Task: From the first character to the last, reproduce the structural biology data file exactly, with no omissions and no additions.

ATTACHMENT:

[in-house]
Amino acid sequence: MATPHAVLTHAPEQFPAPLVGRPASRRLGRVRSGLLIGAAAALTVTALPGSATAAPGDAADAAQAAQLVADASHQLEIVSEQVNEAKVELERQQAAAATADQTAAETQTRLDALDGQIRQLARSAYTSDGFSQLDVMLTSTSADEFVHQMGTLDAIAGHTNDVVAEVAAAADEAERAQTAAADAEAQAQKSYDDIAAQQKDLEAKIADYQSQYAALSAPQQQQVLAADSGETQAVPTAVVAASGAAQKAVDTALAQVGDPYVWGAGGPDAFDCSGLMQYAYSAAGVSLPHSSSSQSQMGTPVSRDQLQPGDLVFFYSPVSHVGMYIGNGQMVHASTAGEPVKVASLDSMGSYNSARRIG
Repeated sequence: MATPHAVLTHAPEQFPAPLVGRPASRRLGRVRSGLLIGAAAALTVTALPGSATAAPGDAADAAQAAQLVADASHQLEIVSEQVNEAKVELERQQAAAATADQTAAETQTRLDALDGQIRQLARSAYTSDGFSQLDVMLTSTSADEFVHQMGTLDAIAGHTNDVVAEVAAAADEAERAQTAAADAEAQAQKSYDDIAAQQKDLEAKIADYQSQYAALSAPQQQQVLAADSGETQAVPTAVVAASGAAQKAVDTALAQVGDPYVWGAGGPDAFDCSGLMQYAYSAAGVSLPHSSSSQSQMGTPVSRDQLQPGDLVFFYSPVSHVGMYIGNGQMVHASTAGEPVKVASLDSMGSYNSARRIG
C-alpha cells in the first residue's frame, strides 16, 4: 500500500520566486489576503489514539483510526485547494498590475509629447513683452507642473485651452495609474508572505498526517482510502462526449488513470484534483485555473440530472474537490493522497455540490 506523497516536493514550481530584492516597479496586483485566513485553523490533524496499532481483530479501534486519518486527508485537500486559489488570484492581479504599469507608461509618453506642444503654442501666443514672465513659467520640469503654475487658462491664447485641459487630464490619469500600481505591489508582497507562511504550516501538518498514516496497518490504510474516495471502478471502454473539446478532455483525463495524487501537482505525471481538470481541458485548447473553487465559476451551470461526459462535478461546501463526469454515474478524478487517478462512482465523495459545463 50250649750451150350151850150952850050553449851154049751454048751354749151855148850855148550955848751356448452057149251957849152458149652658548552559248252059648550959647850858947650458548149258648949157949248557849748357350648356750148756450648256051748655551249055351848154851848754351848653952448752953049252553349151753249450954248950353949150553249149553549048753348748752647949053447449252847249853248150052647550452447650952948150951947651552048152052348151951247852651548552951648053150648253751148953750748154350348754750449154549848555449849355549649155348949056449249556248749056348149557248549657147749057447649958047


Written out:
[in-house]
Amino acid sequence: MATPHAVLTHAPEQFPAPLVGRPASRRLGRVRSGLLIGAAAALTVTALPGSATAAPGDAADAAQAAQLVADASHQLEIVSEQVNEAKVELERQQAAAATADQTAAETQTRLDALDGQIRQLARSAYTSDGFSQLDVMLTSTSADEFVHQMGTLDAIAGHTNDVVAEVAAAADEAERAQTAAADAEAQAQKSYDDIAAQQKDLEAKIADYQSQYAALSAPQQQQVLAADSGETQAVPTAVVAASGAAQKAVDTALAQVGDPYVWGAGGPDAFDCSGLMQYAYSAAGVSLPHSSSSQSQMGTPVSRDQLQPGDLVFFYSPVSHVGMYIGNGQMVHASTAGEPVKVASLDSMGSYNSARRIG
Repeated sequence: MATPHAVLTHAPEQFPAPLVGRPASRRLGRVRSGLLIGAAAALTVTALPGSATAAPGDAADAAQAAQLVADASHQLEIVSEQVNEAKVELERQQAAAATADQTAAETQTRLDALDGQIRQLARSAYTSDGFSQLDVMLTSTSADEFVHQMGTLDAIAGHTNDVVAEVAAAADEAERAQTAAADAEAQAQKSYDDIAAQQKDLEAKIADYQSQYAALSAPQQQQVLAADSGETQAVPTAVVAASGAAQKAVDTALAQVGDPYVWGAGGPDAFDCSGLMQYAYSAAGVSLPHSSSSQSQMGTPVSRDQLQPGDLVFFYSPVSHVGMYIGNGQMVHASTAGEPVKVASLDSMGSYNSARRIG
C-alpha cells in the first residue's frame, strides 16, 4: 500500500520566486489576503489514539483510526485547494498590475509629447513683452507642473485651452495609474508572505498526517482510502462526449488513470484534483485555473440530472474537490493522497455540490 506523497516536493514550481530584492516597479496586483485566513485553523490533524496499532481483530479501534486519518486527508485537500486559489488570484492581479504599469507608461509618453506642444503654442501666443514672465513659467520640469503654475487658462491664447485641459487630464490619469500600481505591489508582497507562511504550516501538518498514516496497518490504510474516495471502478471502454473539446478532455483525463495524487501537482505525471481538470481541458485548447473553487465559476451551470461526459462535478461546501463526469454515474478524478487517478462512482465523495459545463 50250649750451150350151850150952850050553449851154049751454048751354749151855148850855148550955848751356448452057149251957849152458149652658548552559248252059648550959647850858947650458548149258648949157949248557849748357350648356750148756450648256051748655551249055351848154851848754351848653952448752953049252553349151753249450954248950353949150553249149553549048753348748752647949053447449252847249853248150052647550452447650952948150951947651552048152052348151951247852651548552951648053150648253751148953750748154350348754750449154549848555449849355549649155348949056449249556248749056348149557248549657147749057447649958047